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For Bankruptcy Filers, Automatic Stay Halts Most Collection Actions
For people dealing with unmanageable debt, including those considering bankruptcy, federal debt collection laws may offer some relief.

For anyone struggling to make ends meet while faced with overwhelming debt, harassment from creditors and debt collectors often adds insult to injury. Fortunately for those who seek a fresh start by filing for bankruptcy, a legal device known as an “automatic stay” offers relief from debt collectors’ often incessant phone calls and letters.

An automatic stay bars most creditors from taking action to collect a debt, for instance by calling or garnishing wages, and also stops any foreclosure, repossession or collection lawsuit that may be pending against an individual. The automatic stay goes into effect as soon as a person files for bankruptcy, giving debtors time to clear their heads and begin putting their finances back in order. While most consumer debts are covered by an automatic stay, certain debts remain unaffected, including debts for back child support or spousal maintenance.

FDCPA Protects Consumers From Creditor Harassment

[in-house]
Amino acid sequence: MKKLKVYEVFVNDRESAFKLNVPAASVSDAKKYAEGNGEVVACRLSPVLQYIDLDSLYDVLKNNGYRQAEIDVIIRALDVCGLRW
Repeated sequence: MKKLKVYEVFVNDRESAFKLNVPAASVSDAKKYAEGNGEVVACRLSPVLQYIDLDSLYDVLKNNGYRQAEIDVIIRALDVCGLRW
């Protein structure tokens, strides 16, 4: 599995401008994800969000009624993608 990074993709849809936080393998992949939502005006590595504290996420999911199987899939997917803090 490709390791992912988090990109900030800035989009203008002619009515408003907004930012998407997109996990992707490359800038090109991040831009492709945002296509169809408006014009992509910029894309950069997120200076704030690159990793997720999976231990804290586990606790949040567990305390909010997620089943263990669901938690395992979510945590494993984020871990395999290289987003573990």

In addition to the automatic stay that accompanies a bankruptcy filing, a federal law called the Fair Debt Collection Practices Act, or FDCPA, offers additional protection from some of the worst forms of debt collector harassment. The FDCPA applies to all personal debts, regardless of whether or not the borrower has filed for bankruptcy. For instance, under the FDCPA, a debt collector may not:

  • Use threats or foul language
  • Misrepresent the amount that you owe
  • Harass you with repeated phone calls or call you at inconvenient times, such as before 8 a.m. or after 9 p.m.
  • Threaten to have you arrested if you do not pay your debt
  • Send you papers made to look like official court documents

For people who are overwhelmed by unmanageable debt and unable to keep up on their payments, bankruptcy may provide an opportunity for a fresh financial start. However, bankruptcy is not right for everyone. For more information about the pros and cons of bankruptcy and how they may apply to your specific circumstances, contact an experienced bankruptcy lawyer in your area.

Keywords: bankruptcy, creditor harassment
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